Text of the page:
Here’s an idillic scenario, it’s Sunday morning, sunny, perhaps a little warm, and you think, you’re going to have a leisurely walk in the park this morning with the dog, perhaps get a coffee and watch said beautiful dog run graciously onto the horizon and back.
So you arrive in the park, get your coffee, everything’s going as planned, you even bump into your lovely friends, how nice to see them, dog’s running happily, when suddenly: the dreaded shouting and a tearful little face in the distance; the next thing you know your morning zen has gone out the window, your coffee is flying up in the air and you are running across the field shouting like a person with a million ants inside your pants. And the reason? Ah well, your dog has stolen a football and something needs doing.
And here comes the dilemma:
As a dog person that has been in this situation many times before, you know that chasing your dog is never going to work, and there are very good reasons for this. The whole point of your dog stealing the ball is so that you and everyone else around him breaks into a chase, what could be more fun? And yet, let’s face it, unless you are Hussain Bolt, you are never going to catch up with your him, specially not when your beloved is a sighthound, born to run!
On the other hand you may chose to resolve it in the sensible way, by not running. After all you know that this is the best tactic, and that eventually your dog will get bored if no one is following. If this is the way you play it, then you have an even bigger problem my friend. The wronged party: you know, the kid that has now broken into full tears at best – the parent who is now rehearsing his Prodigy version of “Smack my b… up” on you, or the guys trying to play their Sunday match will definitely think that you are not dealing with the issue! You careless, boneless, evil person with a dog that is Ouuut of contraaaolllll!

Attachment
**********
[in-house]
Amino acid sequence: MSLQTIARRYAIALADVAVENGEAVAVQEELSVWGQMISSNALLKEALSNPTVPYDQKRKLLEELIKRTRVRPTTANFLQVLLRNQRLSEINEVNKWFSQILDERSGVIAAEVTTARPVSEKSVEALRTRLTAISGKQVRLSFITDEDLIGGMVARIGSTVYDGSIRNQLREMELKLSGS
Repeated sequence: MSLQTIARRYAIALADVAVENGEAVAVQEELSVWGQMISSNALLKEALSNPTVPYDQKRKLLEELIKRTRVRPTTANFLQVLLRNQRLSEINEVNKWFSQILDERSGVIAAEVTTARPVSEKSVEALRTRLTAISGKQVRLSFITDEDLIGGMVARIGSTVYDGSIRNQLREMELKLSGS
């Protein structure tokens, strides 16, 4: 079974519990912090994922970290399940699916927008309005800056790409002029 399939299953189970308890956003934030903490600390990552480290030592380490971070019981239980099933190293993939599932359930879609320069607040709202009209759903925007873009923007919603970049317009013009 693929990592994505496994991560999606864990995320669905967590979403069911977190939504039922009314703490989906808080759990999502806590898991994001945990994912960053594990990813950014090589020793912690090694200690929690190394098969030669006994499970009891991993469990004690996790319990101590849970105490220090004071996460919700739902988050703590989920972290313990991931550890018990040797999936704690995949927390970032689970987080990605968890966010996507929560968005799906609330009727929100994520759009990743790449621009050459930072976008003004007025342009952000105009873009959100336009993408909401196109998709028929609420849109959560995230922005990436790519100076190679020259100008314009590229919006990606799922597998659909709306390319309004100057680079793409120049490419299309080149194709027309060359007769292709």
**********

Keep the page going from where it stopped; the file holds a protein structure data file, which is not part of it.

So you chase, and your dog gets more and more excited, and by now there are definitely toothmarks in that ball, and if you don’t catch him very quickly, there will be a flat ball flopping about his mouth any time now.
I know I’m not alone on this one, I have seen this scene repeated many times over in all the parks we walk, and the only consolation then is “oh i’m so happy it was not me and my dog this time!”.
I know that avoidance of the areas where the ball is bouncing is what most people will do. But what do you do when more and more of our local park is covered in football pitches on a daily basis, and there are hundreds of balls flying about at any given time?
Anyone has some cool strategies on this? We would love to hear, and perhaps next time this happens I will not look so uncool any more.